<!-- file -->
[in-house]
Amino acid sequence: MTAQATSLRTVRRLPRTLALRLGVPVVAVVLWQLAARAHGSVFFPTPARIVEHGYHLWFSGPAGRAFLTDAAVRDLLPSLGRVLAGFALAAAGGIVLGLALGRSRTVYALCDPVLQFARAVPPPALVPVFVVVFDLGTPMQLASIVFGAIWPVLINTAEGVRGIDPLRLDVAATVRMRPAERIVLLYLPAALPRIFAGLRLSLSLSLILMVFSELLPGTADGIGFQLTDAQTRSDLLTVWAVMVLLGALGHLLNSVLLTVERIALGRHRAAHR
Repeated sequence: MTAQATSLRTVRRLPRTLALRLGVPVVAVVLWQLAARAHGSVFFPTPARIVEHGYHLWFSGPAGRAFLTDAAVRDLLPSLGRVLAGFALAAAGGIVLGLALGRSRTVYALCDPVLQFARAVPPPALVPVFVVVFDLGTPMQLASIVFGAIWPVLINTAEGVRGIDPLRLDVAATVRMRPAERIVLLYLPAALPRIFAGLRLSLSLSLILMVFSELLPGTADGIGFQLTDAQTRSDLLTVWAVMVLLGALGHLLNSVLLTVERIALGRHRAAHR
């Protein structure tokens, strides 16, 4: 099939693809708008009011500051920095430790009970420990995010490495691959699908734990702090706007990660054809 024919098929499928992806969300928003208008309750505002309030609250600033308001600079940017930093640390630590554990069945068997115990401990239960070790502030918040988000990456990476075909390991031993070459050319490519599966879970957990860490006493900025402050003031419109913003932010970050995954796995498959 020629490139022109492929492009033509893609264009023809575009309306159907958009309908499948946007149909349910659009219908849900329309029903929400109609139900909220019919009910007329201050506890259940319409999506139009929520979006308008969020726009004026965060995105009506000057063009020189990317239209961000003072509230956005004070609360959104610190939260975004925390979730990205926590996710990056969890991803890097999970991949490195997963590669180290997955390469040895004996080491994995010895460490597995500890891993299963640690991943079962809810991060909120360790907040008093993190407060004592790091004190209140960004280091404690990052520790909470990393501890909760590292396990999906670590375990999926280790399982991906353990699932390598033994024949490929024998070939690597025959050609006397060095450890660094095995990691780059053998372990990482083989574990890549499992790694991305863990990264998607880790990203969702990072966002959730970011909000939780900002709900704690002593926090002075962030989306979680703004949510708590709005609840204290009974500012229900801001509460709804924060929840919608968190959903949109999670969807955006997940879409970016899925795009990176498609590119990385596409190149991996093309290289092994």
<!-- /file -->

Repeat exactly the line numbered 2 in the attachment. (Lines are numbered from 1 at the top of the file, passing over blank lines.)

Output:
Amino acid sequence: MTAQATSLRTVRRLPRTLALRLGVPVVAVVLWQLAARAHGSVFFPTPARIVEHGYHLWFSGPAGRAFLTDAAVRDLLPSLGRVLAGFALAAAGGIVLGLALGRSRTVYALCDPVLQFARAVPPPALVPVFVVVFDLGTPMQLASIVFGAIWPVLINTAEGVRGIDPLRLDVAATVRMRPAERIVLLYLPAALPRIFAGLRLSLSLSLILMVFSELLPGTADGIGFQLTDAQTRSDLLTVWAVMVLLGALGHLLNSVLLTVERIALGRHRAAHR